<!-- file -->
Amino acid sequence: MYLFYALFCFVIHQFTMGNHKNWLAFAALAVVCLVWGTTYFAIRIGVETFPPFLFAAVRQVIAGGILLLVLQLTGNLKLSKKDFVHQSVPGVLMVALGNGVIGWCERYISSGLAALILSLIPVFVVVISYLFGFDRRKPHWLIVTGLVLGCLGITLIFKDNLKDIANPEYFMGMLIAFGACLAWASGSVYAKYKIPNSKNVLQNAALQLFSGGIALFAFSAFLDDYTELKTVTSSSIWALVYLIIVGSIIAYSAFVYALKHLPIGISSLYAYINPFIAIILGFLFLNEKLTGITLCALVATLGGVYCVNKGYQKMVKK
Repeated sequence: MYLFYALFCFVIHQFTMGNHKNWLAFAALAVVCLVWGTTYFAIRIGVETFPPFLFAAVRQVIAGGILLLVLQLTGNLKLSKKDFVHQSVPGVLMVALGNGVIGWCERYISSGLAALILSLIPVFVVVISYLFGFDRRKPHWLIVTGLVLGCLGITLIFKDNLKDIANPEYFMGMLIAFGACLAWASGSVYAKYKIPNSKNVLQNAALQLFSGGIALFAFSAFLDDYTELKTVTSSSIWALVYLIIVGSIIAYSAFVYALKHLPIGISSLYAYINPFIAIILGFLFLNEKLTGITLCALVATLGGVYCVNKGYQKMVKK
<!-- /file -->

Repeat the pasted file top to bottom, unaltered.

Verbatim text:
Amino acid sequence: MYLFYALFCFVIHQFTMGNHKNWLAFAALAVVCLVWGTTYFAIRIGVETFPPFLFAAVRQVIAGGILLLVLQLTGNLKLSKKDFVHQSVPGVLMVALGNGVIGWCERYISSGLAALILSLIPVFVVVISYLFGFDRRKPHWLIVTGLVLGCLGITLIFKDNLKDIANPEYFMGMLIAFGACLAWASGSVYAKYKIPNSKNVLQNAALQLFSGGIALFAFSAFLDDYTELKTVTSSSIWALVYLIIVGSIIAYSAFVYALKHLPIGISSLYAYINPFIAIILGFLFLNEKLTGITLCALVATLGGVYCVNKGYQKMVKK
Repeated sequence: MYLFYALFCFVIHQFTMGNHKNWLAFAALAVVCLVWGTTYFAIRIGVETFPPFLFAAVRQVIAGGILLLVLQLTGNLKLSKKDFVHQSVPGVLMVALGNGVIGWCERYISSGLAALILSLIPVFVVVISYLFGFDRRKPHWLIVTGLVLGCLGITLIFKDNLKDIANPEYFMGMLIAFGACLAWASGSVYAKYKIPNSKNVLQNAALQLFSGGIALFAFSAFLDDYTELKTVTSSSIWALVYLIIVGSIIAYSAFVYALKHLPIGISSLYAYINPFIAIILGFLFLNEKLTGITLCALVATLGGVYCVNKGYQKMVKK